Evenement20th World Congress of the International Federation of Automatic Control (IFAC 2017 World Congress) - Toulouse, Frankrijk
Duur: 9 jul 201714 jul 2017
Congresnummer: 20
https://www.ifac2017.org/

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Longitudinal control
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title = "A spatial approach to control of platooning vehicles: separating path-following from tracking",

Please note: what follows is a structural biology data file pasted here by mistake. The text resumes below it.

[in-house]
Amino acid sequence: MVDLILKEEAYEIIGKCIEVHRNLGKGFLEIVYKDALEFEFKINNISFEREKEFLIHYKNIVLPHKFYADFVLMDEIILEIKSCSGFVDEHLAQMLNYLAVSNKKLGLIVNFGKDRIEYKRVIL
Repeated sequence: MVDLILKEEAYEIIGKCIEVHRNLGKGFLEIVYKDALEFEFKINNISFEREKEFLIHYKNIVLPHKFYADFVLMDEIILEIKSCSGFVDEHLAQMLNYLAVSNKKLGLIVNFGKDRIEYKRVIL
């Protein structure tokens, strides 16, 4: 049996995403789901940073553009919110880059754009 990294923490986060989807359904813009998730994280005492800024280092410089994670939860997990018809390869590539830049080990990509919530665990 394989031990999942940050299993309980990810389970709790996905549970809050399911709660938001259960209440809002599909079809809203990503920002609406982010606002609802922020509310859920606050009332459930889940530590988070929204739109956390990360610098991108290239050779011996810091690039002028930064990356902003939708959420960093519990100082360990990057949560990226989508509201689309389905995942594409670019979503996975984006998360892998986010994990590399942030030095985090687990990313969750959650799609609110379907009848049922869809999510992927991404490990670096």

abstract = "We introduce a new way to look at the combined lateral and longitudinal control problem for platooning vehicles by studying these problems separately. The lateral control problem is approached as a path following problem in the spatial domain: based on the path of the preceding vehicle we determine a path for the following vehicle which converges to the given path of its predecessor. In particular if the following vehicle happens to be on the path of its predecessor, the generated path of the follower equals the path of its predecessor. This approach not only overcomes the problem of corner cutting, but also achieves appropriate following behavior in case of large initial errors. As a by-product of solving the lateral control problem, we obtain a mapping from the path of the follower to the path of its predecessor. Using this mapping we can consider the longitudinal control problem as controlling two points on the same path towards a required inter-vehicle distance, which is comparable to CACC, i.e., the problem of controlling two points on a straight line towards a required inter-vehicle distance. We illustrate our approach by means of simulation. We introduce a new way to look at the combined lateral and longitudinal control problem for platooning vehicles by studying these problems separately. The lateral control problem is approached as a path following problem in the spatial domain: based on the path of the preceding vehicle we determine a path for the following vehicle which converges to the given path of its predecessor. In particular if the following vehicle happens to be on the path of its predecessor, the generated path of the follower equals the path of its predecessor. This approach not only overcomes the problem of corner cutting, but also achieves appropriate following behavior in case of large initial errors. As a by-product of solving the lateral control problem, we obtain a mapping from the path of the follower to the path of its predecessor. Using this mapping we can consider the longitudinal control problem as controlling two points on the same path towards a required inter-vehicle distance, which is comparable to CACC, i.e., the problem of controlling two points on a straight line towards a required inter-vehicle distance. We illustrate our approach by means of simulation.",